White folks tend to embrace Judeo-Christian faiths which also embrace the dollar sign and other monetary denominations.

Indigenous people like the native Americans, Africans, Aborigines and Pacific Islanders are more spiritual in nature.

The Asians have opted to emulate Western commerce and greed and as a result, many have foresaken other spiritual religions such as Hinduism and Buddhism.

It is all about money.


Posted by S. Underwood
a resident of Crescent Park
on Feb 17, 2021 at 7:57 am

S. Underwood is a registered user.

"The Asians have opted to emulate Western commerce and greed..."

I wonder if you can you hear yourself? If only there were a word for your type of your hurtful and dangerous generalizations.


Posted by Phyllis Ketchum
a resident of Barron Park
on Feb 17, 2021 at 8:30 am

Phyllis Ketchum is a registered user.

The "emulating western commerce and greed" comment by Tareeq is not off-base and only illustrates how the economic rewards of mass manufacturing consumer goods has led to greater prosperity among certain Asian countries including post WW2 Japan, post Korean War South Korea, and at present the People's Republic of China.

Traditional spiritualism of their native religions have taken a backseat to commerce and in the PRC, the practice of religion is discouraged.

No different than in America where cash is king.


Posted by Me 2
a resident of Old Palo Alto
on Feb 17, 2021 at 10:48 am

Me 2 is a registered user.

Wow. Talk about knowing just enough to be dangerous.

"Traditional spiritualism of their native religions have taken a backseat to commerce and in the PRC"

Religion was quashed by the Communist Party in China at the very beginning, as it was perceived as a threat towards allegiance to the Party.

Has nothing to do with commerce. A ridiculous assertion.

This surface level reading of history and inferring nonsense is really disheartening to see in a Palo Alto discussion board.


Posted by W. Johansen
a resident of Community Center
on Feb 17, 2021 at 12:03 pm

W. Johansen is a registered user.

Global commerce and the manufacturing of consumer goods overseas has a lot to do with America's economic woes regardless of religion.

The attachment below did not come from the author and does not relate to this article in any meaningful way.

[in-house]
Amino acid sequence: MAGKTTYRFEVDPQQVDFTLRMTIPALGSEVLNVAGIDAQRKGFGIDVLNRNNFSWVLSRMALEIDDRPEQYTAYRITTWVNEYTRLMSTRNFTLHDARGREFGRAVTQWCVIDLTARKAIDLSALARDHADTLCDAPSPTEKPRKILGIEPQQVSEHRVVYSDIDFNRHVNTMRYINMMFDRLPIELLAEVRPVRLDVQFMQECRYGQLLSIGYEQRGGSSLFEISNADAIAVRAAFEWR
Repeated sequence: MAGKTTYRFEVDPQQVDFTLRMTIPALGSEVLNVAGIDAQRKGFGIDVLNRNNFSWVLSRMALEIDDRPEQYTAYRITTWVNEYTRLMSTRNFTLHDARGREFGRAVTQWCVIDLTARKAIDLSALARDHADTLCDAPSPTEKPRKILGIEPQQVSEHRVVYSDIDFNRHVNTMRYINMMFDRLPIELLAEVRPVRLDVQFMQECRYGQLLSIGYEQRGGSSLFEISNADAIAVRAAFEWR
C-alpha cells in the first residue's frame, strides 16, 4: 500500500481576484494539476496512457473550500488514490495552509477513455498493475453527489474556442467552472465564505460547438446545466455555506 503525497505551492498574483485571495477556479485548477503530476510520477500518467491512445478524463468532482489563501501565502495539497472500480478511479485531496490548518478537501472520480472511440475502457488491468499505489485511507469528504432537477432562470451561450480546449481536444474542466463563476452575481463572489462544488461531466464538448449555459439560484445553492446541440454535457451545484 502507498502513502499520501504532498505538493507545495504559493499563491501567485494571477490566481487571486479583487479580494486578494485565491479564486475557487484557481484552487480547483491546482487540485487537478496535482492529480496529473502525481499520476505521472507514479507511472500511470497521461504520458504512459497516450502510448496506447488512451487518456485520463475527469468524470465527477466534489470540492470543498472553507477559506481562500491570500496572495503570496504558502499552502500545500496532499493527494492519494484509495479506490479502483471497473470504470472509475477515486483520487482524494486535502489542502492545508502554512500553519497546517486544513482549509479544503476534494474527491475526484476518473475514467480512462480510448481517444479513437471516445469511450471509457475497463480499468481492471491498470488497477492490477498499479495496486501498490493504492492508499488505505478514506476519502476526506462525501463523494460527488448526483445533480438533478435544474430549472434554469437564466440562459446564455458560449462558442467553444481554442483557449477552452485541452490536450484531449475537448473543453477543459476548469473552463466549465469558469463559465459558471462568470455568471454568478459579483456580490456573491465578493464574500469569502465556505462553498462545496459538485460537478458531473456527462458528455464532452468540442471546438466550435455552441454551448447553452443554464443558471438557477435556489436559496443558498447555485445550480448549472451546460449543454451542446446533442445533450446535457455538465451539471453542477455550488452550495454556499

We need to boycott goods manufactured in the PRC and start producing them ourselves again regardless of the retail costs.

Over 90% of American households own goods manufactured in the PRC because Americans as a whole are bargain hunters focused on disposable products.

Apple products are all made in the PRC along with most of the $19.95 TV specials and a majority of the stuff we purchase at various retail outlets give or take some items made in 3rd world countries where labor (aka slave labor) is also cheap.

It's time for America to reassert itself as an economic power and loyal Americans can do their part by not buying goods made in the PRC as the commerce is used to further develop their military aspirations of global dominance.

As Me2 stated, religion was phased out of Communist China a long time ago as allegiance to their cause.

Praying for miracles and false hopes during the pandemic is not going to resurrect American prowess in global and economic affairs but a stronger commitment to American manufacturing will.


Posted by [email protected]
a resident of another community
on Feb 17, 2021 at 1:21 pm

[email protected] is a registered user.

You can buy Apple iPhone clones in China.

Very reasonable, about $250.00 for a current flagship iPhone model.

IPhones are manufactured in China and after the contracted production run is completed, the subcontractors make more of them for the domestic market only. You cannot buy these bootleg models in the United States due to licensing agreements between the OEM manufacturers and Apple.

The materials, chips and OS apps are identical and already in possession of the Chinese manufacturers so it is very easy to schedule subsequent production runs.

And with billions of potential domestic customers, $250.00 per unit retail is very lucrative as the average earnings there are considerably less than in the United States.

The PRC manufacturing provinces are very adept at replicating many desirable upper tier goods including designer fashionware.

Unlike Japanese manufacturers who traditionally copy and improve various consumer goods, the Chinese simply copy what's already out there and then sell clones, a highly profitable business venture.

And the funny thing is, I am willing to wager that if fake iPhones were available for purchase in the United States, people here would buy them rather than procure them at the Apple Store because it would be far CHEAPER and most Americans love a good bargain.